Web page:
The World’s Second-Best Road Ends at an Israeli Nuclear Plant

A secret, a rental car, camels, and God’s own curves.

The Stelvio Pass is the best road in the world.

The Tail of the Dragon is the best road in the world.

The Col de Turini is the best road in the world.

You can waste time arguing about the world’s best stretch of pavement. This is the story of the second-best road. Sure, Israel’s Negev desert is a little out of the way. Sure, it might just run alongside a nuclear facility. But the scenery is resplendent, and Routes 225 and 227 are worth the effort.

The two roadways comprise a challenging circuit, one car wide and about 30 miles long, which function simultaneously as dual-carriageway and rally stage. Blind curves and dips in the road appear as frequently as wayward dromedaries. You won’t find this ride in any guide books.

To do the drive properly, start in a metropolitan environment and leave hastily. To that end, wake up at Tel Aviv’s Hotel Montefiore. Tucked away on a narrow street in the city that prides itself on endless sunshine, the Hotel Montefiore is a seductive oasis devoted to the chiaroscuro. Located far off the Miami-grade cluster of beach hotels lining the city’s coastline, the hotel remains an exclusive secret. Its tryst-at-a-library guest room motif encourages mental stimulation and exploration, from the paperback thrillers that line wall-length shelves to the magnifying glass and notebook in the bedside dresser drawer.

Jeff Jablansky

In the morning, sip a cappuccino on the balcony, map in hand, and dedicate the rest of the day to driving. Take a stab at rental car roulette. Leaving Tel Aviv is simple as a nine-minute hustle through the city to the Ayalon South, a highway resembling California’s 405 in width and rush-hour congestion. The 20 becomes the 1, becomes the 4, becomes the 7. Pick up Highway 6, about 35 minutes into the journey, and take it until it ends, as the 40, in the city of Beersheva. (If that seems confusing, fear not: the signage is in English, Hebrew, and Arabic.) The route is lush and agrarian until you reach the city. Have another cappuccino with lunch at the Bedouin market, before finally heading to the roads that matter.

Urban life disappears once you depart Beersheva, following Route 40 to the newly repaved Route 224 toward the town of Yeruham. Public buses struggle to ascend Route 224’s hills. Yeruham appears, finally, as a cluster of shrubs and concrete buildings.  

Finding Route 225 is a challenge in itself. The road begins in earnest at the eastern edge of Yeruham, just past a glass factory. Follow the street as the scenery turns desolate. A sign warns of “DANNGEROUS CURVES.” The road, which is supposed to offer two lanes, is only wide enough for one-and-a-half cars.

Jeff Jablansky

You’ll wonder if this road was worth the hours of travel. Then, you’ll get the sense that something unadvertised is coming. The road narrows, elevation drops. A sweeping S-curve appears. Ginger application of the brakes is a smart move, ahead of a set of decreasing-radius hairpin curves, which follow the rocky contours. The next corner begins to reveal the Large Makhtesh. It’s a sight as awe-inspiring as the Grand Canyon. (The Small Makhtesh isn’t far away, as is the Makhtesh Ramon.)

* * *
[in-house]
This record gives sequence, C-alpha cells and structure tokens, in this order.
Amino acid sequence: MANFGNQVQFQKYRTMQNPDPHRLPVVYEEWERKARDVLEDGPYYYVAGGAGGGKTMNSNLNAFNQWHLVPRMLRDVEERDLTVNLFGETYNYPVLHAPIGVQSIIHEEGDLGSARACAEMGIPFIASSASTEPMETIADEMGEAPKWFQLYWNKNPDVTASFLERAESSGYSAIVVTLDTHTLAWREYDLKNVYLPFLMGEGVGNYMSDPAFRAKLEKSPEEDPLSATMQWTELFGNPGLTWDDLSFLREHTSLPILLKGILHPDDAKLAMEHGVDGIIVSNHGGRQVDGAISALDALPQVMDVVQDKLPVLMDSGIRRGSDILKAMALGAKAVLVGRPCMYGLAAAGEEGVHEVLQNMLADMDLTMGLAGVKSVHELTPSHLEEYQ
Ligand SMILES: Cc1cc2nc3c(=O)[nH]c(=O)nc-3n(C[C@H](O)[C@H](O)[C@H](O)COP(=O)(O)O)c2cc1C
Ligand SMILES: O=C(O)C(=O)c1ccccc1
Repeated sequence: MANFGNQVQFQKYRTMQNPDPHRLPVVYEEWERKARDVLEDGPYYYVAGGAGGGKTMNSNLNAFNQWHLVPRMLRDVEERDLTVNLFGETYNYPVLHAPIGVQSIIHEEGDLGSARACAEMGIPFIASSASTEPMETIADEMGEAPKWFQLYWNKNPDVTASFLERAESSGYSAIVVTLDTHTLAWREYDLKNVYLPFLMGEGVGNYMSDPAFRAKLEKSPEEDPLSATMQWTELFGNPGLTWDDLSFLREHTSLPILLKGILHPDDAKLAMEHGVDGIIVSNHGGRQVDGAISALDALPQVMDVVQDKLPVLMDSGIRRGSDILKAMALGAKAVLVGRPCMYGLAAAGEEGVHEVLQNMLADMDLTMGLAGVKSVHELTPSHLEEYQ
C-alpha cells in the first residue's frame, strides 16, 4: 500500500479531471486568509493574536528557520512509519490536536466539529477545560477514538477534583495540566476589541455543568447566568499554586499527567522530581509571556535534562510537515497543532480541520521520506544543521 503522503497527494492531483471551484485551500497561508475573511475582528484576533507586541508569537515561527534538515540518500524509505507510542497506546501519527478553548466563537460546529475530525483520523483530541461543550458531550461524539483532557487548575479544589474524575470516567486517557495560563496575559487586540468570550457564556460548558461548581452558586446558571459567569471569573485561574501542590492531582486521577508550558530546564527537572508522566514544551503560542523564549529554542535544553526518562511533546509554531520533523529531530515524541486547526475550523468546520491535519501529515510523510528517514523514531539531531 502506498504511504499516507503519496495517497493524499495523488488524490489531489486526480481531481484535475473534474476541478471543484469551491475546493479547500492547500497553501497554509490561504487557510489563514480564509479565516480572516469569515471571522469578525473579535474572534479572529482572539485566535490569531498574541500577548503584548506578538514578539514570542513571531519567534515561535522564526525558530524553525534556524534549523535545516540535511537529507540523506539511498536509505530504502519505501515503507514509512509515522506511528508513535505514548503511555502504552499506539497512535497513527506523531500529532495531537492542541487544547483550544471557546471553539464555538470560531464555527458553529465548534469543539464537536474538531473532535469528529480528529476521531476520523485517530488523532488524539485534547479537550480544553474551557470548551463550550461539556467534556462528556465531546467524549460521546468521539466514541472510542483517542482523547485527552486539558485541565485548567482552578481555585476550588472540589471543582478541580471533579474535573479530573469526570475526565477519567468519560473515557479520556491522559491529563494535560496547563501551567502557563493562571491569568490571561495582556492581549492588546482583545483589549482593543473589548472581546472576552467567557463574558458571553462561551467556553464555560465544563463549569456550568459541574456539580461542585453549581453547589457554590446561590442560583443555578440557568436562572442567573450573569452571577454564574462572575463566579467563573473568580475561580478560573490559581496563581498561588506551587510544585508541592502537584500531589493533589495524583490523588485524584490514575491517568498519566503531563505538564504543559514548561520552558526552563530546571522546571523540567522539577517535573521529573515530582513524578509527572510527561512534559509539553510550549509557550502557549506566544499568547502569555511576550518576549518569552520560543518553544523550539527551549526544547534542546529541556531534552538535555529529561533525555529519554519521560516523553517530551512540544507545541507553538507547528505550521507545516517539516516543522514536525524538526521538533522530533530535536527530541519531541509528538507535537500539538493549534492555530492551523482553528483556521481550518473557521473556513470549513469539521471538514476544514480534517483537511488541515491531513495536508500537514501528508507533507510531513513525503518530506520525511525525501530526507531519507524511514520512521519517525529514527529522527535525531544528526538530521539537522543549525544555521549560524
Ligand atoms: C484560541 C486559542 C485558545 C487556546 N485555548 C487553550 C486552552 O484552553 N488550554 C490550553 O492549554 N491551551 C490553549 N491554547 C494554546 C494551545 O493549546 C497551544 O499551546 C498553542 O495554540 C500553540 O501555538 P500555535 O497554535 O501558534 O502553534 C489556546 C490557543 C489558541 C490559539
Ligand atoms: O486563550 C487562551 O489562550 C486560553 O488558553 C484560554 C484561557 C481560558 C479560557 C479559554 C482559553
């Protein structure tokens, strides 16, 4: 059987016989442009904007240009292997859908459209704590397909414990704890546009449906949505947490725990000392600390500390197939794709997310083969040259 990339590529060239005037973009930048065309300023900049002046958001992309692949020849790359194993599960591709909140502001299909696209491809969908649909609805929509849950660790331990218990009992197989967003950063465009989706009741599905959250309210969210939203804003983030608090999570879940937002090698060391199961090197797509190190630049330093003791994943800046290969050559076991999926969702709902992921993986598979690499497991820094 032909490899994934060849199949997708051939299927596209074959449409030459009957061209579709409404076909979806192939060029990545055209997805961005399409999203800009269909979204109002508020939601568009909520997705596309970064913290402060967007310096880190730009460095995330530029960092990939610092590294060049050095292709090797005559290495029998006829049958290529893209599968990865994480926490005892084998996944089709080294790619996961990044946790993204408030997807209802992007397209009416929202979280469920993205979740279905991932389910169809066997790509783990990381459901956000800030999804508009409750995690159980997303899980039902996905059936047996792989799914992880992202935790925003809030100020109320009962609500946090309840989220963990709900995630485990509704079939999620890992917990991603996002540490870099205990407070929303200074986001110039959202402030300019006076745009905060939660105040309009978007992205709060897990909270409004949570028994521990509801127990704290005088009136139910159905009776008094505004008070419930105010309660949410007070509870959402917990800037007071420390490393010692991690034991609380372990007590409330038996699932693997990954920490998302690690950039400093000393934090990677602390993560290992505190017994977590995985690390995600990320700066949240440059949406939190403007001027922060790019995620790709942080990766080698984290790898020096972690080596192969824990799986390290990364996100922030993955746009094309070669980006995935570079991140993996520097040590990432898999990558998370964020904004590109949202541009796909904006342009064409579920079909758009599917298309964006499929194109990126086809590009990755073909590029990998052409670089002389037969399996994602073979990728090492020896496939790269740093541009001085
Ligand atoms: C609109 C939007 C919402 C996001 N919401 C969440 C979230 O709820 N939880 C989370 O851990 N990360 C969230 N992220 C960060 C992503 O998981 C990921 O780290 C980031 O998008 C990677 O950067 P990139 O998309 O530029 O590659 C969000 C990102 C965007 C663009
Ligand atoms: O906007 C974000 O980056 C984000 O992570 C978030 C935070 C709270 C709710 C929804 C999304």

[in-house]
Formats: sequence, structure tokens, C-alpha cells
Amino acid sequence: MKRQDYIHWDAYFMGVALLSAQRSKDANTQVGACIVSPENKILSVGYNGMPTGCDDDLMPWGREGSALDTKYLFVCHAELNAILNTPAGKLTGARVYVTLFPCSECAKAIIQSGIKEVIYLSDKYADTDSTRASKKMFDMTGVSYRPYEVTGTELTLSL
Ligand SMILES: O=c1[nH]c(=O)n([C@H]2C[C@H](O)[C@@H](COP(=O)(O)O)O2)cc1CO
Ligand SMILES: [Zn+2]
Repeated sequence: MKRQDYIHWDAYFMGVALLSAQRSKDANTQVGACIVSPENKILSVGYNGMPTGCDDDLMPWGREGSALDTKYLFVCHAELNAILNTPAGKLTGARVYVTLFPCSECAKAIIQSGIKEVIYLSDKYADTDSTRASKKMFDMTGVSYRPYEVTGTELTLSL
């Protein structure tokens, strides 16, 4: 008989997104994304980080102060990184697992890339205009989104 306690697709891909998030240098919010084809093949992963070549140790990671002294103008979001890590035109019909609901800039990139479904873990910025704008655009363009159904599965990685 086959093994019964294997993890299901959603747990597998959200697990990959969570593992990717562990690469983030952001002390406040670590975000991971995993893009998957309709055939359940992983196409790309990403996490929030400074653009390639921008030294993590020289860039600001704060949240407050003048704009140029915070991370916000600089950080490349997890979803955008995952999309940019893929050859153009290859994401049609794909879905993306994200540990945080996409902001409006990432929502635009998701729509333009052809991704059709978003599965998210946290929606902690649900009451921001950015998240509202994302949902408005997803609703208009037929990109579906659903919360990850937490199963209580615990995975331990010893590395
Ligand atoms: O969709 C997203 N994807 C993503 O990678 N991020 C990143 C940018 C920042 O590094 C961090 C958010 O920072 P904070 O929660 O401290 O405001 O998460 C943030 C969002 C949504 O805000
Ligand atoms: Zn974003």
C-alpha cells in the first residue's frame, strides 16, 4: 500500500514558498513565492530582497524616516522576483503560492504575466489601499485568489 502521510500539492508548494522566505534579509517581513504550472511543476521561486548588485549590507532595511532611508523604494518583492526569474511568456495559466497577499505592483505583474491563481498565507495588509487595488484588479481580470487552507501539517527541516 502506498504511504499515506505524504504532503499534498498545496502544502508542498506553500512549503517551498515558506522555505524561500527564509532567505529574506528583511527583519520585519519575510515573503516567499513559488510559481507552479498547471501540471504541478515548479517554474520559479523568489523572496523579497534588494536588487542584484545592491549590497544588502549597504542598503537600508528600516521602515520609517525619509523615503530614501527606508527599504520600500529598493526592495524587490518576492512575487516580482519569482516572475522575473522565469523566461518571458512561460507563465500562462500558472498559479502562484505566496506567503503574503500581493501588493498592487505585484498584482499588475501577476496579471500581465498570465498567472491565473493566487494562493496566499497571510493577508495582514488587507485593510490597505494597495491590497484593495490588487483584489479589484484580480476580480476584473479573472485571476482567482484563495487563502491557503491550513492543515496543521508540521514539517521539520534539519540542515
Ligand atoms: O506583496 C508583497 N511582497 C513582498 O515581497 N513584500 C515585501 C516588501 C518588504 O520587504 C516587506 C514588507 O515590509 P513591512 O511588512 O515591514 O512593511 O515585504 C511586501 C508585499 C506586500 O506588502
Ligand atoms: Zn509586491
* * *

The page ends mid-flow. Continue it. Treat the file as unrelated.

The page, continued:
Just before dusk, the residual sunlight daubs the entire canyon, highlighting its peaks and valleys in atomic tangerine. The whole road, and the makhtesh itself, are in full view. There are no devoted spots for pausing. Do it anyway. Then, blast down the completely straight hill. Let engine braking do the work. Another sign appears, advising caution around camels.

Pass the Colored Dunes—a sandy oasis where elementary school children fill up plastic bottles in pink, blue, and yellow layers of the stuff—and make a left onto Route 206. At this point, the road ahead mimics the flat and unending stretches of pavement in the American West, replete with truckers and cacti. To the left are sandy hillocks and mounds, dotted with “NO PHOTOGRAPHY” signs. To the right, through the Schlieren lines, is a shimmering tower, shaped like an observatory. It’s a poorly kept secret that Israel’s nuclear reactor is located near the city of Dimona, right off Route 225. The locals might tell you that it’s a textile factory. Heed the photography warning—and don’t stop.

Inevitably, if you arrived to see the sunset, you will undertake the final leg of the journey—toward Dimona’s burgeoning city center or deeper into the desert—in the dark. Head toward Dimona for a local beer from Negev Brewery. After all that driving, you’ll have racked up nearly 175 miles.

Jeff Jablansky

The great driving doesn’t end there. At the end of the road, take a right, and follow Route 25 to the Arava Junction to refuel. Route 90 runs south to meet Route 227, a stimulating road in its own right. In this direction, it’s an uphill run called “snake road,” as its sharp curves ascend back up toward the top of the canyon. It’s the type of road that you want to run all day, knowing that it’ll be a long time before you return.

DRIVE… Anything.

A Jaguar F-type V6 S or Mercedes-AMG C63 S each possess the tossability for unexpected corners and the outright fury to flood the entire makhtesh. Alternatively, you can rent the first available car. A Nissan Micra will more than suffice.

STAY… Hotel Montefiore.

36 Montefiore Street, Tel Aviv, Israel (+972-3-5646100 /

EAT…  Little India.

15 Ringelbloom Street, Beer Sheva, Israel (+972-8-6489801)